Toastmasters In Prison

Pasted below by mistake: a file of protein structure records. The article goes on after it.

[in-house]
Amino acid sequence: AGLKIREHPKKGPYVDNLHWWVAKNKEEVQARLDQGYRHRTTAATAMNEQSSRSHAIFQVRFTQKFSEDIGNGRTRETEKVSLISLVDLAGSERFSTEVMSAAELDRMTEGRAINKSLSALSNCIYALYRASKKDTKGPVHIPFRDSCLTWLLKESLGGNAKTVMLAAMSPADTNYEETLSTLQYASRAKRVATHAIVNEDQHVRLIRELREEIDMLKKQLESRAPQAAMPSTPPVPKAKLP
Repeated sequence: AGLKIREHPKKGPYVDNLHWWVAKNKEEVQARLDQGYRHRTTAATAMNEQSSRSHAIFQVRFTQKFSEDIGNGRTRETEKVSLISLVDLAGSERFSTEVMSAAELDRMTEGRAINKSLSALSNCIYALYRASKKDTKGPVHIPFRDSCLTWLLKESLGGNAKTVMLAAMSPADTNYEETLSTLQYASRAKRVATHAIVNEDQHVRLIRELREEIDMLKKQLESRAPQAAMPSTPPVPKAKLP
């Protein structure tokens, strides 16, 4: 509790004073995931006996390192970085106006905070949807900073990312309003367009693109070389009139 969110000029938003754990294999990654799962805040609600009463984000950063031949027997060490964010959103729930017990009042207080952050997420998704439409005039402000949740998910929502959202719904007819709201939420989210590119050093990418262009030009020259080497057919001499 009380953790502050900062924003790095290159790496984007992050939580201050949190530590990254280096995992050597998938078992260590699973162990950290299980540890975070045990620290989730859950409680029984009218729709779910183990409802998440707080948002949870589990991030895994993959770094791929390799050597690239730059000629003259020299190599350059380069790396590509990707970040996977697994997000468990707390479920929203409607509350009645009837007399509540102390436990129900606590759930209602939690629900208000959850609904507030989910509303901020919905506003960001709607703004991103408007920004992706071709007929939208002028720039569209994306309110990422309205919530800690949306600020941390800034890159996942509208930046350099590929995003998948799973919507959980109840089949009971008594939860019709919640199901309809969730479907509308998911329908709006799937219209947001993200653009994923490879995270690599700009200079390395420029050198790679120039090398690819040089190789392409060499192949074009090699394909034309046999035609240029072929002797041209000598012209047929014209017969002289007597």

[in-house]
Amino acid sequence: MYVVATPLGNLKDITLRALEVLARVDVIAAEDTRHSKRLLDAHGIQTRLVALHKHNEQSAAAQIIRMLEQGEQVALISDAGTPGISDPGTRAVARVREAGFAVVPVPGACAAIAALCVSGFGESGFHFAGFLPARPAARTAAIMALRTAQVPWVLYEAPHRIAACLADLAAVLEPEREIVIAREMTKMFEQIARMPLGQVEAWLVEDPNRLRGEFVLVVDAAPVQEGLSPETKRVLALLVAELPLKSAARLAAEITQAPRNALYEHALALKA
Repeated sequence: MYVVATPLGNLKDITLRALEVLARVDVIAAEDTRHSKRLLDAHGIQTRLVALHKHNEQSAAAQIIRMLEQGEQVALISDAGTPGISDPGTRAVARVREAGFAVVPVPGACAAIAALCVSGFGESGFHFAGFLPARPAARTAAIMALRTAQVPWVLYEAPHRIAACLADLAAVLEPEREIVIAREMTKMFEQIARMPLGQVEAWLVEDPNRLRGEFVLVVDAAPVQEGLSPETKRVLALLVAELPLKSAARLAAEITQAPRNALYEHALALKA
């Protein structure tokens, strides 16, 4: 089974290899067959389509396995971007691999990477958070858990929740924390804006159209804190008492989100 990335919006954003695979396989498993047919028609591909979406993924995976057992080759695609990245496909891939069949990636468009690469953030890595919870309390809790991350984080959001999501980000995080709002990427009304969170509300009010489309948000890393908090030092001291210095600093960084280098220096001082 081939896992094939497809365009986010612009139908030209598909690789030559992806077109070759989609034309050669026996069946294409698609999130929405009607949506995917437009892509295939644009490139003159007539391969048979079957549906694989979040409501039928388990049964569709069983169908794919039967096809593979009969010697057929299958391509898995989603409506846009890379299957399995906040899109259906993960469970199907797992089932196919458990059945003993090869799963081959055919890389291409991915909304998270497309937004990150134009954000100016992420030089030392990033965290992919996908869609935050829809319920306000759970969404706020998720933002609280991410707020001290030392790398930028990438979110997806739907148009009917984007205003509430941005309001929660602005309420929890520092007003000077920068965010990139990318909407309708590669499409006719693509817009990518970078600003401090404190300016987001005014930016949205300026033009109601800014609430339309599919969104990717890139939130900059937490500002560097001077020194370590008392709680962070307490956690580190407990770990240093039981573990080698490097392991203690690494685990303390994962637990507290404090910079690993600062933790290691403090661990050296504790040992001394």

Leadership skills taught to prison inmates By Laurie Rathbun 2/9/2007 2:40:58 PMBob Freel of Menifee does volunteer work that few others are willing to do. One evening a week, he goes to the California Institute for Women near Corona and teaches leadership and communication skills to inmates who belong to a Toastmasters club in the prison. Freel, 64, is a Distinguished Toastmaster and started volunteering in 2003 when he became an area governor of six clubs in the Inland Empire. “It was a culture shock,” he said remembering his first visit to the prison. “I was one of those people who thought lock them up and throw away the key.” He views the inmates now as human beings that have made mistakes. “I think a lot of them have paid their debt and deserve a second chance,” he said. In fact, he has written to Governor Arnold Schwarzenegger to help parole some of the inmates. Darrell Zeller, a former Toastmasters’ district governor in the Inland Empire, founded the club in 2002. Freel helps Zeller and another Toastmaster Randy Amelino run it. Freel said he’s known as the “Professor” because he teaches the inmates how to speak and build their confidence. The club meets on Thursday nights in two sessions and has more than 40 members. It costs the inmates about $65 to become members and most are determined to stay in it and complete the Toastmasters’ Competent Communication manual. Freel said that 80 to 90 percent of them complete the manual and advance to another level. This past year, a club member became a Distinguished Toastmaster, which is the highest recognition attainable. She was the first incarcerated prisoner to do so. “We were all very proud of her,” Freel said. Most of the club’s inmates are serving life sentences. “I have worked with some women who have been very prominent in the newspapers in the last 40 years,” Freel said. He can’t disclose their names due to confidentially rules. Freel has never felt that he was in physical danger from the inmates. He had to go through non-custodial training to volunteer and follows the same rules and regulations as the prison guards. He commented that it’s hard to get other Toastmasters to volunteer with the prisoners because they’re afraid, which he understands. “It’s a different environment,” he said. “You get tested. You have to earn their respect.” Freel became involved with Toastmasters about 11 years ago when he took a Dale Carnegie management and leadership training course through his job. “I went through the course and part of every meeting you got up and gave a short talk for one to two minutes,” he said. He did well and wanted to improve his speaking skills so his instructor recommended that he join Toastmasters. He joined it in 1995 in Corona where he was living at the time. Freel moved to Menifee in 2005 with his wife Gloria, 56. She’s the associate director of the Ontario City Library. He’s semi-retired and works one day a week for the United States Postal Service as a rural route carrier in Canyon Lake. Before that he was an operations support manager for 30 years at commercial and aerospace companies. Freel is a member of five Toastmasters clubs. He attends 10 to 12 meetings a month in Escondido, Temecula, Riverside and Woodbridge. There are 10,500 clubs worldwide with 211,000 members. For more information about Toastmasters International, visit its Web site at Comments or Questions about this piece? Photo: Laurie Rathbun photoMenifee resident Bob Freel is a Distinguished Toastmaster and teaches leadership and communication skills to inmates at the California Institute for Women near Corona. All contents copyright The Valley News Inc.Arts · The Valley News Inc. 27464 Commerce Center Drive, Temecula, CA 92590